Newsbusters highlights this debate from yesterday’s Reliable Sources on CNN, hosted by Howard Kurtz, in which Rush Limbaugh gets some unusual defenders against Bill Clinton. Salon’s Joan Walsh reliably regurgitates Bill Clinton’s slam against Rush and talk radio, but she finds herself rather lonely. Amy Holmes, CNN’s political reporter, and Reuters editor-at-large Chrystia Freeland object to Clinton’s characterization of impassioned political debate as a dog whistle for violence:
Noel Sheppard has the entire transcript, but here are a couple of the highlights:
HOLMES: There are kooks and there are nuts. And I think with Bill Clinton, it reminds us what we don’t like about him, and that was the demagoguery. And I don’t believe that Rush Limbaugh or any right- wing talk radio person is responsible for this any more than an environmentalist is responsible for the Unabomber.
KURTZ: Chrystia Freeland, there’s a certain surreal quality to this argument, because no major act of violence, other than that nut job who flew the plane into the IRS office in Austin, has taken place yet. It’s almost like a preemptive debate.
CHRYSTIA FREELAND, GLOBAL EDITOR-AT-LARGE, REUTERS: Yes, I agree. And I have to say, on this one I’m on Rush Limbaugh’s side as well.
I think that it’s incredibly easy for politicians, for businesspeople to criticize the media. In those Goldman e-mails I was telling you about that I enjoyed so much on Saturday there’s a great line where Lucas van Praag, the Goldman spokesman, is sending an e- mail to his bosses, and he says, “This story will have balance.” And then he puts in brackets, “i.e., something we don’t like.”
I’m not accusing Rush Limbaugh of being guilty of too much balance, but I do think blaming the media is a very weak thing for politicians and businesspeople to do. And I think we in the media should really be pretty, pretty careful before we agree with the criticism.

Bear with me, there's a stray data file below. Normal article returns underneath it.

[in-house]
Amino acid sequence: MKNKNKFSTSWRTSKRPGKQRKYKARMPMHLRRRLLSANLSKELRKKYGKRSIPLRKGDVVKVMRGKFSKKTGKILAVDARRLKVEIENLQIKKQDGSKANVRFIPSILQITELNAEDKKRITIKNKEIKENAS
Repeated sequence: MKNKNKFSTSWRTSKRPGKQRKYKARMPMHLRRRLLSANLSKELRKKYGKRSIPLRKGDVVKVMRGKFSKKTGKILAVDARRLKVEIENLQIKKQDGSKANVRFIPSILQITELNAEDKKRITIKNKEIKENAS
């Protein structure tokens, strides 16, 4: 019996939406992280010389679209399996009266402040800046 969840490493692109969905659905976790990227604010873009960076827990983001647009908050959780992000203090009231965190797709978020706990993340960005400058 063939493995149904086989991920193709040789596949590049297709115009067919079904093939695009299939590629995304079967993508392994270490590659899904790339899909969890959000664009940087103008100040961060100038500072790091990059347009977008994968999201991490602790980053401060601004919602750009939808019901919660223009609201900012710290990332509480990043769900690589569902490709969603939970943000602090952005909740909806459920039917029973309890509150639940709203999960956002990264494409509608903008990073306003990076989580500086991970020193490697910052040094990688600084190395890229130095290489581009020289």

Obviously, to call — openly call for violence openly is illegal. People shouldn’t be doing that. But to just use heated language, I think you hear that on both sides of the debate. And on the left you’re hearing that a lot directed towards Goldman Sachs right now. …
WALSH: Look, you guys, I went up trying to have a civil debate with Bill O’Reilly almost a year ago, where he told me I personally had blood on my hands. I got thousands, thousands — literally thousands of e- mails from people wishing that my mother had aborted me, that I had aborted my daughter. I have personally experienced the demonization of the right, and I think it’s just of an order of magnitude different.
You can go on comment boards on Salon or “The Huffington Post.” People love to do that. There’s somebody anonymous saying something awful. But the fact is, the right makes a business out of incendiary rhetoric that personally demonizes Democratic lawmakers and pundits. And it doesn’t happen that way on the left.
KURTZ: A brief response from Amy and I need to move on.
HOLMES: I would say that it does happen that way on the left. I read plenty of it about myself, about other people in public life. And unfortunately, when people get to be anonymous they get to say very ugly things.
Perhaps Walsh took an eight-year vacation during the Bush administration, when the Left demonized the President and most of his administration in terms at least as ugly as anything said in the last fifteen months. No one seemed to worry about violence then, even when protests actually resulted in violence, such as at the 2008 Republican convention or at the WTO talks over the years. Clinton himself must have pulled a Rip Van Winkle over that time, too, which all of the national media giving him a platform for this ridiculous meme have passed on mentioning as part of their coverage.
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